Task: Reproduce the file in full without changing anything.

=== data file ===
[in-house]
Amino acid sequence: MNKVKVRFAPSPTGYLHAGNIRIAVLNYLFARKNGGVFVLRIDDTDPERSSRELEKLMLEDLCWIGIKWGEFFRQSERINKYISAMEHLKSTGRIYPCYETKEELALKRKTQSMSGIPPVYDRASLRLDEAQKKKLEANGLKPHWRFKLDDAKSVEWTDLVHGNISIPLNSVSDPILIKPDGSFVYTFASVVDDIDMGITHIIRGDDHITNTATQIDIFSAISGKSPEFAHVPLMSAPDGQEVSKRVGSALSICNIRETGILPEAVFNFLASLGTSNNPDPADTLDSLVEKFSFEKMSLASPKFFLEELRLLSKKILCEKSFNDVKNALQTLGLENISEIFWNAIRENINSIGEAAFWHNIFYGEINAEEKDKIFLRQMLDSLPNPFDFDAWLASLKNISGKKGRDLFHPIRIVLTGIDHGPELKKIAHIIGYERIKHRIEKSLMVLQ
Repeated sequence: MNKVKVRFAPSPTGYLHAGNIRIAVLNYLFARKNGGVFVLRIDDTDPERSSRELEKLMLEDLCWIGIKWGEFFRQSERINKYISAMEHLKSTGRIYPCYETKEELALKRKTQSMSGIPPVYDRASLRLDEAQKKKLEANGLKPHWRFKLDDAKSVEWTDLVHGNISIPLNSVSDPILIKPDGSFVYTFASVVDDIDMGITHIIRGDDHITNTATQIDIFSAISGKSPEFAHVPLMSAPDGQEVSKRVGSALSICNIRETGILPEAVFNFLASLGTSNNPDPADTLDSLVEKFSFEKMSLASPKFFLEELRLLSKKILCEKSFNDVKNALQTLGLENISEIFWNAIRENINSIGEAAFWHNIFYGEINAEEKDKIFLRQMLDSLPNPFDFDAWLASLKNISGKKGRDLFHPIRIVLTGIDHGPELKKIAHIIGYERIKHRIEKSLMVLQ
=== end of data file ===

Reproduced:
[in-house]
Amino acid sequence: MNKVKVRFAPSPTGYLHAGNIRIAVLNYLFARKNGGVFVLRIDDTDPERSSRELEKLMLEDLCWIGIKWGEFFRQSERINKYISAMEHLKSTGRIYPCYETKEELALKRKTQSMSGIPPVYDRASLRLDEAQKKKLEANGLKPHWRFKLDDAKSVEWTDLVHGNISIPLNSVSDPILIKPDGSFVYTFASVVDDIDMGITHIIRGDDHITNTATQIDIFSAISGKSPEFAHVPLMSAPDGQEVSKRVGSALSICNIRETGILPEAVFNFLASLGTSNNPDPADTLDSLVEKFSFEKMSLASPKFFLEELRLLSKKILCEKSFNDVKNALQTLGLENISEIFWNAIRENINSIGEAAFWHNIFYGEINAEEKDKIFLRQMLDSLPNPFDFDAWLASLKNISGKKGRDLFHPIRIVLTGIDHGPELKKIAHIIGYERIKHRIEKSLMVLQ
Repeated sequence: MNKVKVRFAPSPTGYLHAGNIRIAVLNYLFARKNGGVFVLRIDDTDPERSSRELEKLMLEDLCWIGIKWGEFFRQSERINKYISAMEHLKSTGRIYPCYETKEELALKRKTQSMSGIPPVYDRASLRLDEAQKKKLEANGLKPHWRFKLDDAKSVEWTDLVHGNISIPLNSVSDPILIKPDGSFVYTFASVVDDIDMGITHIIRGDDHITNTATQIDIFSAISGKSPEFAHVPLMSAPDGQEVSKRVGSALSICNIRETGILPEAVFNFLASLGTSNNPDPADTLDSLVEKFSFEKMSLASPKFFLEELRLLSKKILCEKSFNDVKNALQTLGLENISEIFWNAIRENINSIGEAAFWHNIFYGEINAEEKDKIFLRQMLDSLPNPFDFDAWLASLKNISGKKGRDLFHPIRIVLTGIDHGPELKKIAHIIGYERIKHRIEKSLMVLQ